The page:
The Life and Adventures of Joaquín Murieta: The Celebrated California Bandit is a book I found online, searching for works to fulfill the 2015 Read Harder challenge. This counts as "A book that is by or about someone from an indigenous culture (Native Americans, Aboriginals, etc.)". Written in 1854 by John Rollin Ridge ("Yellow Bird"), this is -according to Wikipedia- "considered to be one of the first novels written in California and the first novel to be published by a Native American".
The novel describes the life of a legendary bandit named Joaquín Murieta who, once a dignified citizen of Mexico, becomes corrupt after traveling to California during the Gold Rush. The book was originally published as a fictional biography, but was taken as truth by many historians of the time.There are chapter summaries here, and the entire work is available online here.
The 1874 edition begins with this:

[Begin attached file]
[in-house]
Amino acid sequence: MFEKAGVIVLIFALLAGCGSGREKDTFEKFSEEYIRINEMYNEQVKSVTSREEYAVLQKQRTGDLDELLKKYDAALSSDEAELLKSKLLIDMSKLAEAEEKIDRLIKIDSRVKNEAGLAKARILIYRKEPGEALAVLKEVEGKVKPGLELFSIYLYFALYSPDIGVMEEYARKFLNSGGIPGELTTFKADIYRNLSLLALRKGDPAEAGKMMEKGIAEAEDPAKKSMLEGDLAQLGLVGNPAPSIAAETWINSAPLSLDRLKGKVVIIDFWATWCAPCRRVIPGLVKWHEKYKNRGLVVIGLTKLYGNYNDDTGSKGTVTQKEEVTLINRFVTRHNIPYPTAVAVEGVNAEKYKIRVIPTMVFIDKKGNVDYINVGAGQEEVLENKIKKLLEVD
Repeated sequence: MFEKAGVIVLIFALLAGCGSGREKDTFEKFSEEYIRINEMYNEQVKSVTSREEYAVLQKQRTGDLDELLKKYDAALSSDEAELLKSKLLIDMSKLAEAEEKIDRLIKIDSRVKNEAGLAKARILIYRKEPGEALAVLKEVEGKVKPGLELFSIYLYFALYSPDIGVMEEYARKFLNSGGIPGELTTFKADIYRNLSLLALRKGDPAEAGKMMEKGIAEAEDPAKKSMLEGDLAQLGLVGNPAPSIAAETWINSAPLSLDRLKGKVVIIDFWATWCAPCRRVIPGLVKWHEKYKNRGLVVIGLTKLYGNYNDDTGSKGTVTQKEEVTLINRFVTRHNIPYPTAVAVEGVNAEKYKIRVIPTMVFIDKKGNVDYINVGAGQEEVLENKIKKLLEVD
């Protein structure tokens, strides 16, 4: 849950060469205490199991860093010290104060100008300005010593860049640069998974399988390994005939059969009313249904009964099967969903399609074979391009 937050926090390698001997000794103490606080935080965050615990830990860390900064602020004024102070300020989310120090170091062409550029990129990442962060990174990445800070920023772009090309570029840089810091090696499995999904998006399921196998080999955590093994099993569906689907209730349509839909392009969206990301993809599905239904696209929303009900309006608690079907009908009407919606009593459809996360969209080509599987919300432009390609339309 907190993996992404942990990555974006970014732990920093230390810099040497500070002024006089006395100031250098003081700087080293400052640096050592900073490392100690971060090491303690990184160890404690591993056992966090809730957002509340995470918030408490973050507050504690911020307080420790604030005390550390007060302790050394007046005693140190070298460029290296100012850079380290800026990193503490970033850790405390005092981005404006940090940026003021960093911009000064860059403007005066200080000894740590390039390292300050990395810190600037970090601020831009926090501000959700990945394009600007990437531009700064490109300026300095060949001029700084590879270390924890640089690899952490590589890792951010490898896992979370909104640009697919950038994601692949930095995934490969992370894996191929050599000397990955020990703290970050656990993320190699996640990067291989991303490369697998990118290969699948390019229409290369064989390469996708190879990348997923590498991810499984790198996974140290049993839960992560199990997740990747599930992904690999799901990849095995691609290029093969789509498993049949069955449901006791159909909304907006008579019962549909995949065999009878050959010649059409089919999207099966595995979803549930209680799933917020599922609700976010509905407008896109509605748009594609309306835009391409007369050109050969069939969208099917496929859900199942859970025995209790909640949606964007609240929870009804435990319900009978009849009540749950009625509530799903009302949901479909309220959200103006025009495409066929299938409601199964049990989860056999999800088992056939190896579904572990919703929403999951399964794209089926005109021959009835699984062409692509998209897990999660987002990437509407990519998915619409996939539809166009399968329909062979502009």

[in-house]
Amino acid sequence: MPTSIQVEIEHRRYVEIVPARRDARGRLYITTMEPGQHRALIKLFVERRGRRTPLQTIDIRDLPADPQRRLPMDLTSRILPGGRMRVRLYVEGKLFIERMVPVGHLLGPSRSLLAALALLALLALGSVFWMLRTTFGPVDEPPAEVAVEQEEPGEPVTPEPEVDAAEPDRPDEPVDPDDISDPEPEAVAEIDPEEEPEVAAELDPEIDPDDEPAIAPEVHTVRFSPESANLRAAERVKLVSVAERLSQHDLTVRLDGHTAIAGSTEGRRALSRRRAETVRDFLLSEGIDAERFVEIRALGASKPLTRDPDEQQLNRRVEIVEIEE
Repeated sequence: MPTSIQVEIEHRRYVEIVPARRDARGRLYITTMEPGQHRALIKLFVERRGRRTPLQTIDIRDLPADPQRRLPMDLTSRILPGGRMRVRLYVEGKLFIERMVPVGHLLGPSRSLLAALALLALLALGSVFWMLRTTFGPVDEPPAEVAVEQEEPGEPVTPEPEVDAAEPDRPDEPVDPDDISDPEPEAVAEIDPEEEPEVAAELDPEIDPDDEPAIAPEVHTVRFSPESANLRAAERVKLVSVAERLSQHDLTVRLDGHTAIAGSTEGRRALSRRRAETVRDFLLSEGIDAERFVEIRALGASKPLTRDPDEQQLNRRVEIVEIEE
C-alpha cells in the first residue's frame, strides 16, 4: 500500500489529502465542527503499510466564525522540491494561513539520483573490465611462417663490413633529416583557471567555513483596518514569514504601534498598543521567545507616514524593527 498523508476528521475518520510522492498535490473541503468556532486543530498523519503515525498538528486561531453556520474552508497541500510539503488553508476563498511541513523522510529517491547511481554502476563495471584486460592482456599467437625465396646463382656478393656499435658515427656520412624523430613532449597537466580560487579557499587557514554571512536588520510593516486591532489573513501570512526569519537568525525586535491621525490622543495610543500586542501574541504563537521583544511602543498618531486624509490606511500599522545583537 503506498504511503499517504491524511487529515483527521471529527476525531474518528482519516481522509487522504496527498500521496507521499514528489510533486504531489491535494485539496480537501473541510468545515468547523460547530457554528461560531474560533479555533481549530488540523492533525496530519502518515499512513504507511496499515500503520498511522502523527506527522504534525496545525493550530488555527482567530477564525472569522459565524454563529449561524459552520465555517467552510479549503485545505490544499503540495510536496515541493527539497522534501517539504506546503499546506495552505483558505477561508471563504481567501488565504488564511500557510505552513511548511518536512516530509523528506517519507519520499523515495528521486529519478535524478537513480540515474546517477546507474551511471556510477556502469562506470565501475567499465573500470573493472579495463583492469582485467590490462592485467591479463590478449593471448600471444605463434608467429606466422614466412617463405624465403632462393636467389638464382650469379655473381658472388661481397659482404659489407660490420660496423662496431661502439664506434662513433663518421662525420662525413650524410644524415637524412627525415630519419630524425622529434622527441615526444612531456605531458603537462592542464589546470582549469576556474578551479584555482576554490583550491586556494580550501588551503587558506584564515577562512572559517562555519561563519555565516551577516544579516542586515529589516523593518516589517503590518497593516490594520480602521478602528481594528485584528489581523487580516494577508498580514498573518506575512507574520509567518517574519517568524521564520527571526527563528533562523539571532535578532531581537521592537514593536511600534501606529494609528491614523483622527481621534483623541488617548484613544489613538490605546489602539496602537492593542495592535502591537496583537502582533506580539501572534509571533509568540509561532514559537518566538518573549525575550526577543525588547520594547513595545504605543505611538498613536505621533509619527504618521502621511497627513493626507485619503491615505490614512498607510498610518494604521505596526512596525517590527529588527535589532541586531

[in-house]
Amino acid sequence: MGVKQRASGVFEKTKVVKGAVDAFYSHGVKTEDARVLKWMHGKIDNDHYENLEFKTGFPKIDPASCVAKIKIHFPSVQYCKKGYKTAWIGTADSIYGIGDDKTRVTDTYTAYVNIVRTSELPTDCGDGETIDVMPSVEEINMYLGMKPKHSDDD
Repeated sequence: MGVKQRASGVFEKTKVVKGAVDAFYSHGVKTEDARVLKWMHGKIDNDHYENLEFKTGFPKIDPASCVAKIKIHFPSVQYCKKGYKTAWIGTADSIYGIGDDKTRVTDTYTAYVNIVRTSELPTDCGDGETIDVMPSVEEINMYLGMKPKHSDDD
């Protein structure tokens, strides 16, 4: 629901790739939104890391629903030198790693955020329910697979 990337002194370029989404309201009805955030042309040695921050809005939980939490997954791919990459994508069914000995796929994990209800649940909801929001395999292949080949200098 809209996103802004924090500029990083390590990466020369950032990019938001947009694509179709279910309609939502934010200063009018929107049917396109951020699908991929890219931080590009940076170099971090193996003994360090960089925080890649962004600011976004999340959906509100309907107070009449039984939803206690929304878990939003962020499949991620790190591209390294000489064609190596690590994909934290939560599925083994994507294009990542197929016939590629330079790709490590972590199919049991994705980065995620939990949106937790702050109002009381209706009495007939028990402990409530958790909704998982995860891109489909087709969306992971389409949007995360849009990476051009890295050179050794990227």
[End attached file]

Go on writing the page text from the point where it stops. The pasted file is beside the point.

Sitting down, as I now do, to give to tho public such events of the life of Joaquin Murieta as have come into my possession, I am moved by no desire to administer to any depraved taste for the dark and horrible inhuman action, but rather by a wish to contribute my mite to those materials out of which the early history of California shall be composed. Aside from the interest naturally excited by the career of a man so remarkable in tho annals of crime -for in deeds of daring and blood like has never been exceeded by any of the renowned robbers of the Old or New World who have preceded him -his character is well worth the scrutiny of the intelligent reader as being :a product of the social and moral condition of the country in which he lived, while his individual record becomes a part of the most valuable, because it is a part of the earliest history of the State. We must hero premiso that there existed another Joaquin, contemporaneously with the subject of this narrative, who bore the several titles. of O'Comorenia, Valenzuela, Boteller and Carillo. His true surname was Valenzuela, and he was a distinguished subordinate of Joaquin Murieta. He used, however, by many persons to be mistaken for his chief; and certain individuals who knew him simply as "Joaquin," and who saw him after the announcement of Murieta's death, insisted with great pertinacity that the terrible bandit was still alive. Joaquin Murieta was a Mexican of good blood, born in the province of Sonora, of respectable parents, and educated to a degree sufficient for the common purposes of life in the schools of his native country. While growing up, he was remarkable for a very mild and peaceable disposition, and gave no sign of that indomitable and daring spirit which afterwards characterized him. Those who knew him in his school-boy days speak affectionately of his generous and noble nature at that period of his life, and can scarcely credit the fact, that the renowned and bloody bandit of California was one and the same being. The first considerable interruption in the general smooth current of his existence, occurred in the latter portion of his seventeenth year.This is an enjoyable story.